An Associated Press story about Dortch’s killing and riots that followed ran in The New York Times under the headline, “8 Fires Set in Negro Suburb of St. Louis After Shooting”.
Bledsoe didn’t want to talk much about the Dortch incident. He just said the racial problems in these little towns have long been a burden to black folks.
Ferguson residents say the police department has targeted them unfairly and sometimes with beatings and harassment. On any given day in court, many said, the line of people with simple summonses or traffic tickets stretches out of the building and nearly all of them are black.
According to an analysis of municipal court records by Mother Jones, Ferguson police hand out three warrants per household every year. While the town (about 67% black) is relatively poor and with an about average crime rate, fines and fees associated with petty infractions is lucrative business in Ferguson.
A new report from Arch City Defenders, a non-profit legal defense organization, estimates that fines and court fees make up the second largest source of revenue for the city totaling $2,635,400. City officers issued 24,532 warrants and handled 12,018 cases according to the group.
The formula: “low level harassment involving traffic stops, court appearances, high fines, and the threat of jail for failure to pay.”
Attorney General Eric Holder visited with Ferguson residents and community leaders Wednesday to assure them that the Justice Department would thoroughly investigate the Brown case in search of any civil rights violations but also that the department would be looking into past allegations of police department misconduct. On the day of Holder’s visit, the relative of a man killed by police in 2011 after officers hit him with a taser, filed two federal lawsuits against the police department. The latest suits are part of a growing body of legal complaints against the department in recent years that highlight what many say is a pattern of excessive use of force and civil rights violations of blacks.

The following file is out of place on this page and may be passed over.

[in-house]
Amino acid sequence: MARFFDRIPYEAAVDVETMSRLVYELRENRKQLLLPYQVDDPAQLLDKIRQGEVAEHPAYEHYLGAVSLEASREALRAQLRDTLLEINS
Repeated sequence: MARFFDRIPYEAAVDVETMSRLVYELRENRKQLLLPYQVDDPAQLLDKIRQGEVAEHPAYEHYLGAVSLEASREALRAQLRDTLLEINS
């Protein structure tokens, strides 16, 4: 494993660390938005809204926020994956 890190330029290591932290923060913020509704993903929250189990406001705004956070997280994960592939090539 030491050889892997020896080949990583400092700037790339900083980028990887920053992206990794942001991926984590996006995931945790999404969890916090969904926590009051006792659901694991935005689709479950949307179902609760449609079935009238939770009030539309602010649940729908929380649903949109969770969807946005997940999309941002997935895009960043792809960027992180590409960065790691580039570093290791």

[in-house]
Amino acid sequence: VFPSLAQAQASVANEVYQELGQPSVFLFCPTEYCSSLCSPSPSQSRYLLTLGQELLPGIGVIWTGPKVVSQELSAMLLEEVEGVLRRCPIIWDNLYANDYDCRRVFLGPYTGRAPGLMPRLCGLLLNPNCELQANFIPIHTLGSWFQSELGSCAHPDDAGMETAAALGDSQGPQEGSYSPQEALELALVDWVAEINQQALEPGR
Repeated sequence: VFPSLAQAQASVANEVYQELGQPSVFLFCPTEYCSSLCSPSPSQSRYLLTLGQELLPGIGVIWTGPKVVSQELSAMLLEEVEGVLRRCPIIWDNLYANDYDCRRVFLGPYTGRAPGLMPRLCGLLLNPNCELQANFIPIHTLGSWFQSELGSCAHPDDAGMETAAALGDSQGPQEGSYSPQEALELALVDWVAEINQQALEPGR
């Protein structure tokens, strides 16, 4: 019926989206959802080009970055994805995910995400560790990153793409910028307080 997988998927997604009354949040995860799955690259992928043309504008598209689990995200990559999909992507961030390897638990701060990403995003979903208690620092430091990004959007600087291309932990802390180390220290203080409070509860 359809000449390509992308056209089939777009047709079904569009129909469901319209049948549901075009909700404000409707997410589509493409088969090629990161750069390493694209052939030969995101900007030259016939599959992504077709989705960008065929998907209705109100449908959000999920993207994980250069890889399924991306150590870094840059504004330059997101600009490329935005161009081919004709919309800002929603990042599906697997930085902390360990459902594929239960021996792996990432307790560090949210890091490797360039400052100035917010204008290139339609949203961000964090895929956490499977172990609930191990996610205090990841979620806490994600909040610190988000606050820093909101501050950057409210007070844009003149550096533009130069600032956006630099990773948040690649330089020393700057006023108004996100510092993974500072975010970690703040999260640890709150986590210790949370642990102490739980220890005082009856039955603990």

Back at his church in Kinloch, Bledsoe said he feels it’s more than just the police department that is prejudiced against blacks. He said he owns land in Ferguson that he has been trying to build a house on for years, but the city has refused to grant him a building permit. He said they won’t identify what’s wrong with his blueprint or plans, but just that what he’s providing isn’t up to par. He said other blacks have had the same troubles dealing with the nearly all-white bureaucracy.
“They do what they wanna, if they wanna, when they wanna,” he said. “Always been like that.”
He said relations between black and white folk here has remained largely the same as in decades past – cool at best.
“No, I don’t think things have changed much. Not enough to write down,” he said. But in the aftermath of Brown’s killing, even with its scorched earth and tear gas, might be just the thing to open everyone’s eyes, he said.
“An Italian man told me a long time ago that freedom is too good for anyone to just give it to you. Rights are too good to be given away. You want them, you have to take them,” he said.
“Ferguson forgot that we done advanced,” he said. “The man that pulled the trigger didn’t know we got help in Washington. He didn’t know we’d have backup all over the world, all over the country, especially those young people willing to kick through a plastic bag to get their rights.”
Watching the news coverage of the rioting and conflicts over in Ferguson, Bledsoe said it was clear what he was seeing.
“Bottom line. They’ve had a war against us for a very long time. Any time you shoot an unarmed man that you don’t know, what do you call that? You call it war,” he said.
Bledsoe stepped from the church and into the blaze of afternoon sun and thought back over all that has been and all that might soon be after the drama cools.
He has been pastor at his church for 46 years and a member for about seven years before that. He built his church with his own hands. It took him 13 years to do it with the help of volunteers and donations.
“Drug dealers, alcoholics, pimps and prostitutes,” he said, “they all volunteered to help build this church – Jews and gentiles.”
More than anything he said he wants his four grandchildren to grow up with opportunity and he wants to build his house on his five-acre plot in Ferguson where he grows peas, beans, potato, carrots and okra. And he wants desperately for blacks in Ferguson and all over to be treated fairly.
“I believe after this dies down they’re going to treat me right and give me that permit,” Bledsoe said. “They don’t want too much more of what they’ve been getting.”